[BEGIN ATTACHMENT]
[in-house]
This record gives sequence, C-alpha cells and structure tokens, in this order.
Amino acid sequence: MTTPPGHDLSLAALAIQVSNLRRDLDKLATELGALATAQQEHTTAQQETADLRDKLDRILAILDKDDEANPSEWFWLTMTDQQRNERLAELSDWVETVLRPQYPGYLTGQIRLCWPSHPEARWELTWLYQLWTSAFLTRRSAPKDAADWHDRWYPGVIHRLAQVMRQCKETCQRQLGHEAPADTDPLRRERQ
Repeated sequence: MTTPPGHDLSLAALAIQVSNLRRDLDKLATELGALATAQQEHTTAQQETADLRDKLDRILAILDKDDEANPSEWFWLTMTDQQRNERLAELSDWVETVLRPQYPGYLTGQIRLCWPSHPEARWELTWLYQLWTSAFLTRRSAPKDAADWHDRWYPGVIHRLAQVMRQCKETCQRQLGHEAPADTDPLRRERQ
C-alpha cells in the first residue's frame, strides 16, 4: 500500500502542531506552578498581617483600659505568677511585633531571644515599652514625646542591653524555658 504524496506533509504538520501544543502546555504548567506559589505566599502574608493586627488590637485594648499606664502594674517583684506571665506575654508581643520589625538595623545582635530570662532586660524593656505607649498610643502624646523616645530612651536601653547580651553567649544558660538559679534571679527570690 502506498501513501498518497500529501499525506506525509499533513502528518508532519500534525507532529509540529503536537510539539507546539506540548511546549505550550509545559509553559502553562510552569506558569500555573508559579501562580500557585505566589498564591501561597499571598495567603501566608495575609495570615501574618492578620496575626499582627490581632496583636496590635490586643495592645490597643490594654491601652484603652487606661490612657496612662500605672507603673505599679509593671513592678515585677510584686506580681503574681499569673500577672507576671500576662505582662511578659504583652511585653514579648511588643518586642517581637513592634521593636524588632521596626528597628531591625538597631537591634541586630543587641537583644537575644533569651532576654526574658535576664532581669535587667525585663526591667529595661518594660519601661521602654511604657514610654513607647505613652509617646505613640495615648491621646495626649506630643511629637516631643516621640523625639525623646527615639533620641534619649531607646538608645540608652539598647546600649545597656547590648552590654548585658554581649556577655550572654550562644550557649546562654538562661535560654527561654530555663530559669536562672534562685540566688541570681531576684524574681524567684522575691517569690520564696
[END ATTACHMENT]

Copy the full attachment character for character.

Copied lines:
[in-house]
This record gives sequence, C-alpha cells and structure tokens, in this order.
Amino acid sequence: MTTPPGHDLSLAALAIQVSNLRRDLDKLATELGALATAQQEHTTAQQETADLRDKLDRILAILDKDDEANPSEWFWLTMTDQQRNERLAELSDWVETVLRPQYPGYLTGQIRLCWPSHPEARWELTWLYQLWTSAFLTRRSAPKDAADWHDRWYPGVIHRLAQVMRQCKETCQRQLGHEAPADTDPLRRERQ
Repeated sequence: MTTPPGHDLSLAALAIQVSNLRRDLDKLATELGALATAQQEHTTAQQETADLRDKLDRILAILDKDDEANPSEWFWLTMTDQQRNERLAELSDWVETVLRPQYPGYLTGQIRLCWPSHPEARWELTWLYQLWTSAFLTRRSAPKDAADWHDRWYPGVIHRLAQVMRQCKETCQRQLGHEAPADTDPLRRERQ
C-alpha cells in the first residue's frame, strides 16, 4: 500500500502542531506552578498581617483600659505568677511585633531571644515599652514625646542591653524555658 504524496506533509504538520501544543502546555504548567506559589505566599502574608493586627488590637485594648499606664502594674517583684506571665506575654508581643520589625538595623545582635530570662532586660524593656505607649498610643502624646523616645530612651536601653547580651553567649544558660538559679534571679527570690 502506498501513501498518497500529501499525506506525509499533513502528518508532519500534525507532529509540529503536537510539539507546539506540548511546549505550550509545559509553559502553562510552569506558569500555573508559579501562580500557585505566589498564591501561597499571598495567603501566608495575609495570615501574618492578620496575626499582627490581632496583636496590635490586643495592645490597643490594654491601652484603652487606661490612657496612662500605672507603673505599679509593671513592678515585677510584686506580681503574681499569673500577672507576671500576662505582662511578659504583652511585653514579648511588643518586642517581637513592634521593636524588632521596626528597628531591625538597631537591634541586630543587641537583644537575644533569651532576654526574658535576664532581669535587667525585663526591667529595661518594660519601661521602654511604657514610654513607647505613652509617646505613640495615648491621646495626649506630643511629637516631643516621640523625639525623646527615639533620641534619649531607646538608645540608652539598647546600649545597656547590648552590654548585658554581649556577655550572654550562644550557649546562654538562661535560654527561654530555663530559669536562672534562685540566688541570681531576684524574681524567684522575691517569690520564696